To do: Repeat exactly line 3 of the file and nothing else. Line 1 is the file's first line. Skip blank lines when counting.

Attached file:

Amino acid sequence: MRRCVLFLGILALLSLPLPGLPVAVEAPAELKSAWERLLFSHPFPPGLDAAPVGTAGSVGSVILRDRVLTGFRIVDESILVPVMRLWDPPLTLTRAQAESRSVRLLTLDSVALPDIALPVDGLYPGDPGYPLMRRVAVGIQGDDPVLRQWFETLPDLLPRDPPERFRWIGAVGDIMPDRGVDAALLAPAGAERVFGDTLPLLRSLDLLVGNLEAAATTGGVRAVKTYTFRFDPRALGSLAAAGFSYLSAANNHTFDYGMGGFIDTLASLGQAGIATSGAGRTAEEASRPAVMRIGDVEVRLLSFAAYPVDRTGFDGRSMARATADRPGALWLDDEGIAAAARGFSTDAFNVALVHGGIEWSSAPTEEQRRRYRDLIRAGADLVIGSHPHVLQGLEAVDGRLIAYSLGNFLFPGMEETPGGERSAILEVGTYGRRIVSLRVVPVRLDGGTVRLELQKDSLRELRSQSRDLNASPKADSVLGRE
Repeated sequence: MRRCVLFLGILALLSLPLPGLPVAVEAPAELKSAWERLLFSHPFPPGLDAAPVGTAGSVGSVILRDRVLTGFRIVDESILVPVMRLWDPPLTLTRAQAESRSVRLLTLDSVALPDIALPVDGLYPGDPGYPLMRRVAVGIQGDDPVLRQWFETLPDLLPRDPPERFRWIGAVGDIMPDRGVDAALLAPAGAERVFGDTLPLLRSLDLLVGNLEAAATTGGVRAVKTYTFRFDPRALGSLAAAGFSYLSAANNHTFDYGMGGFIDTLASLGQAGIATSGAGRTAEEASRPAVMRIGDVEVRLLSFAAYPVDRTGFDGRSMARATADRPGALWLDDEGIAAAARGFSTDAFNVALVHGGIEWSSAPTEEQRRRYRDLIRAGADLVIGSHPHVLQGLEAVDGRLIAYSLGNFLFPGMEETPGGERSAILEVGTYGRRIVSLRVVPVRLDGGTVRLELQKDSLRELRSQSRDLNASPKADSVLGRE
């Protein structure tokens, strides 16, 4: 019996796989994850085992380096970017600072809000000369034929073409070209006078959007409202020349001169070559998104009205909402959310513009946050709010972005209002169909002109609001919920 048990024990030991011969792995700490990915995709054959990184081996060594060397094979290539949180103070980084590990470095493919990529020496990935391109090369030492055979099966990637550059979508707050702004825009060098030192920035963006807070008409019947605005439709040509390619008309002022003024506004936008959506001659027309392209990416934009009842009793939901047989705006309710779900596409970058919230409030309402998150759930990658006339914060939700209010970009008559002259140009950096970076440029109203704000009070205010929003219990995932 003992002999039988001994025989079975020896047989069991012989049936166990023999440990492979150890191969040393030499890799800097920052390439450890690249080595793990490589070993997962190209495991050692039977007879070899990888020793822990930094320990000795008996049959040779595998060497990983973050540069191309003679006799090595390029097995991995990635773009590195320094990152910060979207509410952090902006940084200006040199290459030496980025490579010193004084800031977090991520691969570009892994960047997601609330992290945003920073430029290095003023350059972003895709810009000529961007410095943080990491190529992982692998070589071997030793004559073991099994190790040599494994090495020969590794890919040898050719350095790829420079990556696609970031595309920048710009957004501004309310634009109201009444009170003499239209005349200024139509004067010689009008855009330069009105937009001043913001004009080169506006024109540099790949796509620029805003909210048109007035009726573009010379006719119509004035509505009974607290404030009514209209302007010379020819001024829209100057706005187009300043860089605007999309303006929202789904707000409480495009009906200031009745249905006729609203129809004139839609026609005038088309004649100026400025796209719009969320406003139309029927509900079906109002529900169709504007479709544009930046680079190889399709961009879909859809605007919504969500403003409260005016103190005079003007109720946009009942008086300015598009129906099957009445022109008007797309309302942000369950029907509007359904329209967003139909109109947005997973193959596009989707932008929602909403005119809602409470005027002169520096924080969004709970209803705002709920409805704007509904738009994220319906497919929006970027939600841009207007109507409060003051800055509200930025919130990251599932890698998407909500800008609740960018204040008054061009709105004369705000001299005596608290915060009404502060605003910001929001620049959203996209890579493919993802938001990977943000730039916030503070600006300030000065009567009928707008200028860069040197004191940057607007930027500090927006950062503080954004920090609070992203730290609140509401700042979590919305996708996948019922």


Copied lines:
């Protein structure tokens, strides 16, 4: 019996796989994850085992380096970017600072809000000369034929073409070209006078959007409202020349001169070559998104009205909402959310513009946050709010972005209002169909002109609001919920 048990024990030991011969792995700490990915995709054959990184081996060594060397094979290539949180103070980084590990470095493919990529020496990935391109090369030492055979099966990637550059979508707050702004825009060098030192920035963006807070008409019947605005439709040509390619008309002022003024506004936008959506001659027309392209990416934009009842009793939901047989705006309710779900596409970058919230409030309402998150759930990658006339914060939700209010970009008559002259140009950096970076440029109203704000009070205010929003219990995932 003992002999039988001994025989079975020896047989069991012989049936166990023999440990492979150890191969040393030499890799800097920052390439450890690249080595793990490589070993997962190209495991050692039977007879070899990888020793822990930094320990000795008996049959040779595998060497990983973050540069191309003679006799090595390029097995991995990635773009590195320094990152910060979207509410952090902006940084200006040199290459030496980025490579010193004084800031977090991520691969570009892994960047997601609330992290945003920073430029290095003023350059972003895709810009000529961007410095943080990491190529992982692998070589071997030793004559073991099994190790040599494994090495020969590794890919040898050719350095790829420079990556696609970031595309920048710009957004501004309310634009109201009444009170003499239209005349200024139509004067010689009008855009330069009105937009001043913001004009080169506006024109540099790949796509620029805003909210048109007035009726573009010379006719119509004035509505009974607290404030009514209209302007010379020819001024829209100057706005187009300043860089605007999309303006929202789904707000409480495009009906200031009745249905006729609203129809004139839609026609005038088309004649100026400025796209719009969320406003139309029927509900079906109002529900169709504007479709544009930046680079190889399709961009879909859809605007919504969500403003409260005016103190005079003007109720946009009942008086300015598009129906099957009445022109008007797309309302942000369950029907509007359904329209967003139909109109947005997973193959596009989707932008929602909403005119809602409470005027002169520096924080969004709970209803705002709920409805704007509904738009994220319906497919929006970027939600841009207007109507409060003051800055509200930025919130990251599932890698998407909500800008609740960018204040008054061009709105004369705000001299005596608290915060009404502060605003910001929001620049959203996209890579493919993802938001990977943000730039916030503070600006300030000065009567009928707008200028860069040197004191940057607007930027500090927006950062503080954004920090609070992203730290609140509401700042979590919305996708996948019922």